Making Benchmarketing a Key Business Process

“All successful companies are constantly benchmarking their competition.

They have to know what they have to match up with day-in and day-out if their company is going to be successful.”
— James Dunn, founding editor of Shares magazine


Or more simply put – metrics matter.

Over a year into a global pandemic, with the fog finally starting to clear, businesses are realizing that their biggest test may not have been surviving but facing the unpredictability of what happens next. How did you spend your time planning and strategizing for a Covid-free world? Do you understand the customer needs in the ‘new normal’ or ‘new economy’, and are you ready to react to any resulting shifts and trends in industry requirements?

Now more than ever, benchmarketing and evidence-based analysis is critical for organizations to stay relevant, identifying the opportunities, gaps and areas of improvements between your business against market and industry standards.

‘Benchmarketing’ is the term coined to describe using benchmarking data to influence your marketing strategy and plan out the best strategies for your business.

In print businesses especially, we all spend an overwhelming amount of time trying to understand our business and production processes, our workflows and integration points. We endure endless conversations on how to tie together legacy systems, getting rid of manual touch points and unnecessary costs. The buzz words get tired: automation, efficiency, productivity, scalability. Yes, we get it, but what are the results of your processes, services and investments? Do you have a clear view of where the opportunities are and what success actually looks like?

The goal of benchmarketing is to analyze performance and turn insights into opportunities and goes beyond your organization’s products and services. It is being able to understand your customer needs and tracking the internal and external performance markers – technology, trends and social changes – that guarantee your applicability to their success. By implementing benchmarketing practices and using actionable data, you’re laying the foundation for better processes and investment decisions.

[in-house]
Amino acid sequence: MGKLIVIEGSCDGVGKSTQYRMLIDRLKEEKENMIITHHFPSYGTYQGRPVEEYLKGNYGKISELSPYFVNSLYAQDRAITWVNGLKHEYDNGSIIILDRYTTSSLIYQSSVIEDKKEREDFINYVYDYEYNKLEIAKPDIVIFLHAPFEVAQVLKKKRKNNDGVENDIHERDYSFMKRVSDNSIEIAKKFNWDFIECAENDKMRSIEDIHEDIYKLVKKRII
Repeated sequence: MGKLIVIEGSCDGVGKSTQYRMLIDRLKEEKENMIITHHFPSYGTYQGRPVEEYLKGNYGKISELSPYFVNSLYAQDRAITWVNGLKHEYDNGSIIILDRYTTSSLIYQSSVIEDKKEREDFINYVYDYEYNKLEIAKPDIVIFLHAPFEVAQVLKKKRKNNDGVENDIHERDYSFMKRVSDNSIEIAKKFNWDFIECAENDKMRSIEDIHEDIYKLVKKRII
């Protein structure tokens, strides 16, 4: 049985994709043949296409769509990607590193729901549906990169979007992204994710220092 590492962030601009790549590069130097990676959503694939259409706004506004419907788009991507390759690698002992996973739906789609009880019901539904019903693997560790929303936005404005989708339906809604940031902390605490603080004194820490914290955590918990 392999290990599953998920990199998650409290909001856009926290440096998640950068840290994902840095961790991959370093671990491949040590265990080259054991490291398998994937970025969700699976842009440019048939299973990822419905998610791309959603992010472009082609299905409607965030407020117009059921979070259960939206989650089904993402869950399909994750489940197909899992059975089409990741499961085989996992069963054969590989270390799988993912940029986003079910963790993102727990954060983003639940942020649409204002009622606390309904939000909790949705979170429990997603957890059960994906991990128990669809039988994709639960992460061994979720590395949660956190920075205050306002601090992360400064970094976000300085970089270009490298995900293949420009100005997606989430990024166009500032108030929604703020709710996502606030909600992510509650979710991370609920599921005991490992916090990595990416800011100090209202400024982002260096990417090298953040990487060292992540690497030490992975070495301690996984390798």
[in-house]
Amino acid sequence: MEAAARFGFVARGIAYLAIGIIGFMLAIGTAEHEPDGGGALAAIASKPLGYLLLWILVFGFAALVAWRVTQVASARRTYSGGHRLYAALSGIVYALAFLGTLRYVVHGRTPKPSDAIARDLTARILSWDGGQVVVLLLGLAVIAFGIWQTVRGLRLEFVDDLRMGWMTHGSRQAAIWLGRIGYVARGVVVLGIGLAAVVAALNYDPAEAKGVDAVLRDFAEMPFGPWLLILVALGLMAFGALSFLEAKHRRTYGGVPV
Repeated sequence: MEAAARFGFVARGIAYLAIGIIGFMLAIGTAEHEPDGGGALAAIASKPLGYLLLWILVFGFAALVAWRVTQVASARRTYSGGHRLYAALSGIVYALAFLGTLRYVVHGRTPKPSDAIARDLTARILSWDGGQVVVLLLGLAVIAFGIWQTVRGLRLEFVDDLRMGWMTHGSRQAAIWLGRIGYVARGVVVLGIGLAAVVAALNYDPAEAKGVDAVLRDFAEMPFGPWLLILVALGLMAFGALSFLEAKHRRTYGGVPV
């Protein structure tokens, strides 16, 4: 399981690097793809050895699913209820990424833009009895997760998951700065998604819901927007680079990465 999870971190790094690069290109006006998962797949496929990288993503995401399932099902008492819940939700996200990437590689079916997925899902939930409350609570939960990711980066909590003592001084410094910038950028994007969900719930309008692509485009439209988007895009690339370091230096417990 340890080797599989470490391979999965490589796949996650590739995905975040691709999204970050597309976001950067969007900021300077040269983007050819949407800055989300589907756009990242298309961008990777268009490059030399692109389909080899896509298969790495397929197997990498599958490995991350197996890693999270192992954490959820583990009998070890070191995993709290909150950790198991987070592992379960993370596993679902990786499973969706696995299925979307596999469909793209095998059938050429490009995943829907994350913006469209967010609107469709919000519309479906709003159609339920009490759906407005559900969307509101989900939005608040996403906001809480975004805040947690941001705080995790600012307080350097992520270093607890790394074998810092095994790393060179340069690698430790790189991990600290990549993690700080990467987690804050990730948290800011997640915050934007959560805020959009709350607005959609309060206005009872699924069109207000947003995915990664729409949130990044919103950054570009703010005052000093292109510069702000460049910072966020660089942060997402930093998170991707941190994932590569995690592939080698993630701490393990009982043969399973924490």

Categories of business benchmarking have morphed over the years, though essentially they come down to 4 areas (Synthesio, an IPSOS company, 2020):

  • Internal benchmarking: examining and sharing best practices, comparing specific business processes within the organization.
  • Competitive benchmarking: evaluating a firm’s position with an industry, comparing processes and services.
  • Functional benchmarking: defining best practices by comparing practices and performance results of similar business functions across industries.
  • Generic benchmarking: conceptualizing similar business practices in different industries to develop new standards.

In practice, you need to be able to understand which performance metrics you are measuring and what the results tell you in order to use them successfully in your benchmarketing strategy. In any organization, within the four benchmarking types are key functional categories under processes, products and technology. Here are some key examples:


  • Operational:
    • Examining the top and bottom-line goals
      • Tracking success by investment, function and profitability
      • Implementation and time to operation results
      • Order to delivery processes
    • Financial:
      • Analyzing billing, collections and order to cash systems
      • Understanding supply chain, fulfillment, shipping and delivery functions
      • Optimizing raw materials and inventory levels

Products and Technology

  • Are you optimizing the investments you have implemented?
  • What are your cost and waste management processes?
  • Are you getting a measurable functional return on key scheduling, estimating, accounting processes?


“The goal is to turn data into information, and information into insight.” – Carly Fiorina former executive, president, and chair of Hewlett-Packard Co.

Making benchmarketing a key process in your day-to-day business operations is as important as the people you hire and the products you manufacture. They provide a window into your operations, saving businesses from complacency and turning insights into opportunity.

At printIQ, our management workflow system provides an opportunity to help companies measure a lot of the performance indicators across your organization.

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